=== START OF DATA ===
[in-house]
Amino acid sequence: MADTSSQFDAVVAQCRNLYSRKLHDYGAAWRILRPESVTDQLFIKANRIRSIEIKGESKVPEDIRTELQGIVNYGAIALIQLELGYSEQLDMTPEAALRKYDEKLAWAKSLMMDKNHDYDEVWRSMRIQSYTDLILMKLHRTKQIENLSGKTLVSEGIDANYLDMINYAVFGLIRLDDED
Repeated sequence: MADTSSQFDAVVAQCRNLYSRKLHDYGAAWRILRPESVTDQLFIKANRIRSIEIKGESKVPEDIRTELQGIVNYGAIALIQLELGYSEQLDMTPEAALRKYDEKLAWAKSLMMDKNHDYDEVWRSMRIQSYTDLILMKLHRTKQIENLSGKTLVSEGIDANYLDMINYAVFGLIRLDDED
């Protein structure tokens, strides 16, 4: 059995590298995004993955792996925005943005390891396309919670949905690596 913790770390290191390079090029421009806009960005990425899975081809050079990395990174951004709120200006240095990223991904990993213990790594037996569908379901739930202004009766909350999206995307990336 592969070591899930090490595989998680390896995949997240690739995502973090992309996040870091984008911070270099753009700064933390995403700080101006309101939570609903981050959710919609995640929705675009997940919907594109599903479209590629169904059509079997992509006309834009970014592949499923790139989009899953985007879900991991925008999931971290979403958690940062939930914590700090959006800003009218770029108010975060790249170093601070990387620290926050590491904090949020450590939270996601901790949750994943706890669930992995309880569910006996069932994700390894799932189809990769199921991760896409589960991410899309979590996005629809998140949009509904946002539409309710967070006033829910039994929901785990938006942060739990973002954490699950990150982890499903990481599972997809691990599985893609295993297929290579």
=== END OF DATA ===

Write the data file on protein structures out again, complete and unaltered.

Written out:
[in-house]
Amino acid sequence: MADTSSQFDAVVAQCRNLYSRKLHDYGAAWRILRPESVTDQLFIKANRIRSIEIKGESKVPEDIRTELQGIVNYGAIALIQLELGYSEQLDMTPEAALRKYDEKLAWAKSLMMDKNHDYDEVWRSMRIQSYTDLILMKLHRTKQIENLSGKTLVSEGIDANYLDMINYAVFGLIRLDDED
Repeated sequence: MADTSSQFDAVVAQCRNLYSRKLHDYGAAWRILRPESVTDQLFIKANRIRSIEIKGESKVPEDIRTELQGIVNYGAIALIQLELGYSEQLDMTPEAALRKYDEKLAWAKSLMMDKNHDYDEVWRSMRIQSYTDLILMKLHRTKQIENLSGKTLVSEGIDANYLDMINYAVFGLIRLDDED
């Protein structure tokens, strides 16, 4: 059995590298995004993955792996925005943005390891396309919670949905690596 913790770390290191390079090029421009806009960005990425899975081809050079990395990174951004709120200006240095990223991904990993213990790594037996569908379901739930202004009766909350999206995307990336 592969070591899930090490595989998680390896995949997240690739995502973090992309996040870091984008911070270099753009700064933390995403700080101006309101939570609903981050959710919609995640929705675009997940919907594109599903479209590629169904059509079997992509006309834009970014592949499923790139989009899953985007879900991991925008999931971290979403958690940062939930914590700090959006800003009218770029108010975060790249170093601070990387620290926050590491904090949020450590939270996601901790949750994943706890669930992995309880569910006996069932994700390894799932189809990769199921991760896409589960991410899309979590996005629809998140949009509904946002539409309710967070006033829910039994929901785990938006942060739990973002954490699950990150982890499903990481599972997809691990599985893609295993297929290579």